Rome wasn’t built in a day (A.K.A. It takes years to build a writing career)

Gone Girl by Gillian Flynn

Room by Emma Donoghue

Wolf Hall by Hilary Mantel

What do these books have in common? They’re an author’s breakout book in the international mainstream media, but guess what–it wasn’t their debut.

Every breakout book has a story behind it and a labour of love from all people involved. It takes years to build a writing career. Years of developing the craft, years of working with critique partners, agents, and editors. It’s easy to put a lot of pressure on yourself as a new writer thinking that every word on the page has to be perfect. But you know what–it’s all a step in the right direction. It’s all a step towards a long career in writing. Each word, chapter, and novel is a step in the path of your writing dreams. And when you start to stress that things aren’t going your way and the literary gods haven’t smiled upon you yet, just know that most authors work for years and years before publication, recognition and success come along.

Agents and editors support great writers, knowing their time will come. Agents sign authors for the long haul. We’re looking years ahead and investing in authors knowing that we might not sell their first book, or even their second. We know that we sign up an author for their visible talent and the talent we think we can grow and nurture. We aren’t going to drop you the second you feel insecurity, or if your first book doesn’t get picked up. Publishing is a relationship business and there would be no agents without authors. Agents and authors are a team that has to be on the same page at all times. So if you’re feeling down, talk to your agent about it.

You aren’t a failure if your first novel doesn’t sell. Failure is when you let critics get to you and you let their opinion of your work make you stop writing.

Editors keep buying books by authors they love. They’ll support you in house and fight for your marketing until one day your stock starts to rise and then they’ll say “they knew it all along”, they knew this author was going to breakout.

When the going gets tough and it looks like another novel might have to be put in the drawer you need:

  • Patience
  • Belief in your talent
  • To work on your craft
  • An understanding the industry
  • A good literary support system
  • An agent that you trust and respect (and vice versa)
  • To get working on your next project as soon as you can

“There are three rules for writing a novel. Unfortunately, no one knows what they are.” W. Somerset Maugham 


Published by Carly Watters

Carly Watters is a SVP, senior literary agent and director of literary branding with the P.S. Literary Agency. She is a hands-on agent that develops proposals and manuscripts with attention to detail and the relevant markets. PSLA’s mission is to manage authors’ literary brands for their entire career. Never without a book on hand she reads across categories which is reflected in the genres she represents and is actively seeking new authors in including women’s fiction, commercial and upmarket fiction, select literary fiction, platform-driven non fiction and select memoir. She occasionally represents children's book projects. Carly is drawn to emotional, well-paced narratives, with a great voice and characters that readers can get invested in.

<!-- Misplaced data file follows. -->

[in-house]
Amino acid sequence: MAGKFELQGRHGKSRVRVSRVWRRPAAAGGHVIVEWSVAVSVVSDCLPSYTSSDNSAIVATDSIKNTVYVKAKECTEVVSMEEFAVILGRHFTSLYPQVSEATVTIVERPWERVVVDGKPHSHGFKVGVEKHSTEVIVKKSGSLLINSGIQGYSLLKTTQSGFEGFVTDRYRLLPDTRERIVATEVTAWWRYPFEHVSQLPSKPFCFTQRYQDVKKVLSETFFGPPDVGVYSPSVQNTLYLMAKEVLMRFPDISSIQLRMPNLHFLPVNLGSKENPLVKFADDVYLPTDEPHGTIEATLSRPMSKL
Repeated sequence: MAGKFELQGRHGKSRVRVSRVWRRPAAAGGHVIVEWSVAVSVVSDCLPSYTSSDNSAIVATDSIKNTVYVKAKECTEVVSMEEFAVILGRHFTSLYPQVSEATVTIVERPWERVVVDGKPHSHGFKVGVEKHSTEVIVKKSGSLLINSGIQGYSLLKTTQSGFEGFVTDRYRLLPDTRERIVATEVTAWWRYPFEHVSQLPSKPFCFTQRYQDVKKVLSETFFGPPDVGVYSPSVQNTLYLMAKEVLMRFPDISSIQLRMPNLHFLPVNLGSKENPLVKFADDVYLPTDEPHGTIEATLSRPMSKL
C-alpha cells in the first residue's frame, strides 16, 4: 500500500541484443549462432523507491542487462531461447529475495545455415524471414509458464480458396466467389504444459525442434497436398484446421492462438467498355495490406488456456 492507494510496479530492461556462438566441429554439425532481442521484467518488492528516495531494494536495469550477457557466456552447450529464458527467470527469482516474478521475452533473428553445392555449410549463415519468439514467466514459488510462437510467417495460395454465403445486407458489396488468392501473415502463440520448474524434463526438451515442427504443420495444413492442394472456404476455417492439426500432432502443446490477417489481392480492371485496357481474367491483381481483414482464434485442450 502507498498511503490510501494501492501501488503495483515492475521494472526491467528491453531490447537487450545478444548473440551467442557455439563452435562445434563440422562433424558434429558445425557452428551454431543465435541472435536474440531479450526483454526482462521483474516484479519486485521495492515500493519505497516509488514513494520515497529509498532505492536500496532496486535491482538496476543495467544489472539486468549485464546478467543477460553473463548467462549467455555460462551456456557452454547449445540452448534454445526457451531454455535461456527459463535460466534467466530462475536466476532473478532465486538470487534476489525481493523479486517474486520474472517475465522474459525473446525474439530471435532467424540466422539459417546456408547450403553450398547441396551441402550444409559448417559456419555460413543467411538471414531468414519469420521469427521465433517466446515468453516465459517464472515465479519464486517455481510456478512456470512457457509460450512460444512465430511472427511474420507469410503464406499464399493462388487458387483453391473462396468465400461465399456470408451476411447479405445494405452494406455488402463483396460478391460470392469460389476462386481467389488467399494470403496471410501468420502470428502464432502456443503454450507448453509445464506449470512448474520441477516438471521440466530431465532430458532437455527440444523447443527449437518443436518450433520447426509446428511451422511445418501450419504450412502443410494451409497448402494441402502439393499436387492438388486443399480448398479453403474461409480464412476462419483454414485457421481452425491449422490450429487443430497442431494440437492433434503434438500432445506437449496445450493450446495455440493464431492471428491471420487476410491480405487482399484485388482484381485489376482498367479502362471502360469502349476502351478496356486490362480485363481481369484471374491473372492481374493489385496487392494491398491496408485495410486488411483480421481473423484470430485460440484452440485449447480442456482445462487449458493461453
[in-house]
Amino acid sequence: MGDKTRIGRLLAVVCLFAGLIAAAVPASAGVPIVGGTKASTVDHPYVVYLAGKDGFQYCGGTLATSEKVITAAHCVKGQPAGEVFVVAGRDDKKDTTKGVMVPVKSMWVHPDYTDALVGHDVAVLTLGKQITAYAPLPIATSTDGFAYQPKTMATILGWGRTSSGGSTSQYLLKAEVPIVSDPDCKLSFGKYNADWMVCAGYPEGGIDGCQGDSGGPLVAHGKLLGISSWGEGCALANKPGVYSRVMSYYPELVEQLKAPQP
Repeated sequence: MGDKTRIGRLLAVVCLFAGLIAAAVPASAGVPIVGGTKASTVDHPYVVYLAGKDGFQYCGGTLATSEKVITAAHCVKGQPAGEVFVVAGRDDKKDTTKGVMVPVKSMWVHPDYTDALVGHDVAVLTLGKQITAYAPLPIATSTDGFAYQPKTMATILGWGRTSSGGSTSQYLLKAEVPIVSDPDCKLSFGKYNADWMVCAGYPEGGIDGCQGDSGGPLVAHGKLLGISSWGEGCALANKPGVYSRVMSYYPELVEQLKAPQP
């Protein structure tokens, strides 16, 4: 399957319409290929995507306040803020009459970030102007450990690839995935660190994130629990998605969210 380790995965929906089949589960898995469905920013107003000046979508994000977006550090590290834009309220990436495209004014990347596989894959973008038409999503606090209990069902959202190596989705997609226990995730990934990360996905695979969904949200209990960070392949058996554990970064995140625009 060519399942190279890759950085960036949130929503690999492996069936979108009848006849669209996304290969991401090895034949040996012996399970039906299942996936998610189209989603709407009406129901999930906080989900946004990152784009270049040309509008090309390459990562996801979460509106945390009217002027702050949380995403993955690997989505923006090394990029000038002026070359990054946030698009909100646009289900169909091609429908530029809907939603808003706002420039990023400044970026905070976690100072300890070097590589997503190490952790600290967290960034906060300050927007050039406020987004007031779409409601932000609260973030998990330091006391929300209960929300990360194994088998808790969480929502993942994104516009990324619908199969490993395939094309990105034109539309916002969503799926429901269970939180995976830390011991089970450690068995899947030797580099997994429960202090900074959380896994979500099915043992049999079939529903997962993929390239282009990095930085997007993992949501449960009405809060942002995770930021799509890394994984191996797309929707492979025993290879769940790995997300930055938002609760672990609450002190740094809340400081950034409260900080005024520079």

13 thoughts on “Rome wasn’t built in a day (A.K.A. It takes years to build a writing career)

  1. Is it possible to like this more than once? No? Well I’ll wait here until WordPress comes up with something…

    In all seriousness, you make some great points. Your list is spot on. A writer’s goal shouldn’t be to simply land an agent. That’s only part of the equation. Become the best writer(and person) you can and trust that if you do, everything else will work out. At least that’s how I approach things. Excellent post as always.


  2. Thanks so much for this, Carly! It was definitely something I needed to hear, especially today.
    It’s so easy to get bogged down by not getting an agent or finding a publishing house to take your first (or second) novel, but you’re right, these things take time and patience. Giving up is easy, but continuing on is what’s hard.
    Thanks again for sharing :)


  3. We all have to be reminded of that…often. You really want someone who believes in what you do and your mission for your writing. I needed that this morning as I continue my journey to find a place where my books will grow and be placed in the hands of the littles they are meant to be. Thanks.


  4. I am in love with Maugham’s quote. And it was a fitting end to your encouraging post. Art is so very personal and subjective. What is symphonic prose to one, is distracting noise to another. I continue to believe my orchestra is out there somewhere and my audience will come.


  5. This is such a great post, Carly… I have a feeling I’ll be coming back to it and re-reading in the future. Yours is one of my favorite blogs–always full of sharp, no-nonsense advice. What a great resource. Thank you!


What do you think? I love hearing from you!

Fill in your details below or click an icon to log in: Logo

You are commenting using your account. Log Out /  Change )

Google photo

You are commenting using your Google account. Log Out /  Change )

Twitter picture

You are commenting using your Twitter account. Log Out /  Change )

Facebook photo

You are commenting using your Facebook account. Log Out /  Change )

Connecting to %s

%d bloggers like this: